Monday, August 15, 2016
US Nitrogen Could Still Face Fine
By Walter F. Roche Jr.
Tennessee environmental officials now say they have yet to determine whether US Nitrogen will have to pay a fine or face other penalties after admitting to a violation of air pollution requirements.
Eric Ward, spokesman for the Tennessee Department of Environment and Conservation, said today that he misspoke when he stated last week that the company would not be fined.
He said his agency was now conducting a review to determine if, because it self reported the violation, US Nitrogen would be exempt from any fine.
Ward said US Nitrogen has been asked to provide additional information so that TDEC can make that determination.
TDEC also released a two-page response to US Nitrogen's Aug. 3 disclosure of the violation.
"The Division of Air Pollution Control is reviewing this submission and has determined that additional information is needed to verify whether TDEC's Policy Encouraging Self-Policing and Voluntary Correction dated Nov. 17, 2011, applies," the letter states.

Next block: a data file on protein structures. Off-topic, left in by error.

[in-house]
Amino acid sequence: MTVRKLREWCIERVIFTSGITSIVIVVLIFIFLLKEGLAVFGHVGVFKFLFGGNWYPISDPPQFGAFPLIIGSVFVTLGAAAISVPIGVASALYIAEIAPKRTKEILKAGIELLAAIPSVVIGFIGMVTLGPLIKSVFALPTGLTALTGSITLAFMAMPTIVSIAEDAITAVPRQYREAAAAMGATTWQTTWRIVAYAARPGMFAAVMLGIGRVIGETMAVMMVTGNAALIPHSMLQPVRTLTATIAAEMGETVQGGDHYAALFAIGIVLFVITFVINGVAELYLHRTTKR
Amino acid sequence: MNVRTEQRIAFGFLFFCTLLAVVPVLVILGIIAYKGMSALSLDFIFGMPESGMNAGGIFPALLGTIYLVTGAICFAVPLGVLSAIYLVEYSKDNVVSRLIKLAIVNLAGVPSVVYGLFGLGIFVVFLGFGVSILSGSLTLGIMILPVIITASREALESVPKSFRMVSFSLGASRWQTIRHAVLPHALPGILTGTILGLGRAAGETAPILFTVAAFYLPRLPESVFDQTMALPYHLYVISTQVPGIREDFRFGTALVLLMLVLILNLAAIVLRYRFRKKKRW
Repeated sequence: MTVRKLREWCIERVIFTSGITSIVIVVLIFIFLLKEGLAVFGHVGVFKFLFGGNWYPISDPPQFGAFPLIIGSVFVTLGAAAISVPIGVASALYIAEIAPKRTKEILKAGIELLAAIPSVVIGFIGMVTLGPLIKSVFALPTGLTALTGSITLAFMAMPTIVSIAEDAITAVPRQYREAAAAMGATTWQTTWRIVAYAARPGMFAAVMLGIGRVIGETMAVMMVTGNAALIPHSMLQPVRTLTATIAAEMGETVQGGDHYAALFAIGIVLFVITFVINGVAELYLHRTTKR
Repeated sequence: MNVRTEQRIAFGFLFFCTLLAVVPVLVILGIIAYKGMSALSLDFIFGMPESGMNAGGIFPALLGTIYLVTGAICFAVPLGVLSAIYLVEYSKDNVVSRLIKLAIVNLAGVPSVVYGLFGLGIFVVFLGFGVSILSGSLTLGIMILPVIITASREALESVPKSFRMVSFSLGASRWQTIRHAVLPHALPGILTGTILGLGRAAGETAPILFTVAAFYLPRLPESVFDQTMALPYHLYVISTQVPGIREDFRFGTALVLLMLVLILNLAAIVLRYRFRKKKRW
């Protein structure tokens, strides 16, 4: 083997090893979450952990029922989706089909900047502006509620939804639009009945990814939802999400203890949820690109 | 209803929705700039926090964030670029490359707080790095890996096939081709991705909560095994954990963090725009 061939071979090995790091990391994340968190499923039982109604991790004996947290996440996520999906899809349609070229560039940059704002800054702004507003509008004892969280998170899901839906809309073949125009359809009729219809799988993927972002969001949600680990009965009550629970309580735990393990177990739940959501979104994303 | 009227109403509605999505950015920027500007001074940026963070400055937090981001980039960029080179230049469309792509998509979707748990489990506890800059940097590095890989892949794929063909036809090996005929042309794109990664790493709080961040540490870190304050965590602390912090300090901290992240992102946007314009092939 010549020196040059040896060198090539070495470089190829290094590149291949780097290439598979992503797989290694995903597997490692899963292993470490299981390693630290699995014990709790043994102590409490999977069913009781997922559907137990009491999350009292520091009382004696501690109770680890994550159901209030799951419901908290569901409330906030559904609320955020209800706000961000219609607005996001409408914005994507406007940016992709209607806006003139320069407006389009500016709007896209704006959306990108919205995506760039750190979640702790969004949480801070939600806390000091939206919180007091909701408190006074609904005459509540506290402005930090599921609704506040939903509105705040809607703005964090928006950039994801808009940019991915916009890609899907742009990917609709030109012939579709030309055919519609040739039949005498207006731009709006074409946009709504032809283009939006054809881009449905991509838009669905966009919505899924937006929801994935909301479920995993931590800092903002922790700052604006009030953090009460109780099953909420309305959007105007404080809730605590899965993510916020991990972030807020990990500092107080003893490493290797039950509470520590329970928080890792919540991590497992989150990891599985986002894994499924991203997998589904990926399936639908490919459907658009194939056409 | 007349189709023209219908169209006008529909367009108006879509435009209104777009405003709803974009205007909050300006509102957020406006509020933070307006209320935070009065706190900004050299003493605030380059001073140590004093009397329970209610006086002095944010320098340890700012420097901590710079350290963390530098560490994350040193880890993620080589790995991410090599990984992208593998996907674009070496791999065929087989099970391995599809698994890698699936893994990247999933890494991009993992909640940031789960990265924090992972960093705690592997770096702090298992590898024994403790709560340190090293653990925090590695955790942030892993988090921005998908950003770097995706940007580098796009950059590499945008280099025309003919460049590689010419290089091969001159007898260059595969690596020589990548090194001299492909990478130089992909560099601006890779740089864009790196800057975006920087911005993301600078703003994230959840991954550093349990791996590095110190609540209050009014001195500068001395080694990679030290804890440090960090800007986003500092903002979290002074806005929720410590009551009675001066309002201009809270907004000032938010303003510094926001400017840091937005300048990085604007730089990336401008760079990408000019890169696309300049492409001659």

In the Aug. 3 letter to TDEC, US Nitrogen plant manager Andrew Velo disclosed that company officials only realized recently for the first time that state rules required the use of Selective Catalytic Reduction equipment during a start up of its Anhydrous Ammonia Production plant.
Velo said language in the state regulations made it ambiguous whether the equipment was needed during start up.
In the response to Velo, Michelle W. Owenby, technical secretary to the Tennessee Air Pollution Control Board, agreed that the language "could be interpreted to require the operation of the SCR during any and all periods of operation of the ammonia plant."
"We agree that the condition is ambiguous and should be revised to clearly articulate specific emission limitations and compliance methods relative to the operation of the ammonia plant." she wrote.
She added that in response to US Nitrogen's request, the agency was drawing up an amendment to US Nitrogen's permit "to reflect these necessary clarifications."
In the meantime she stated that US Nitrogen could operate the plant without SCR equipment as long as it limited the operation to specified limits. Once those limits are exceeded, she wrote, "the SCR must begin and remain in operation."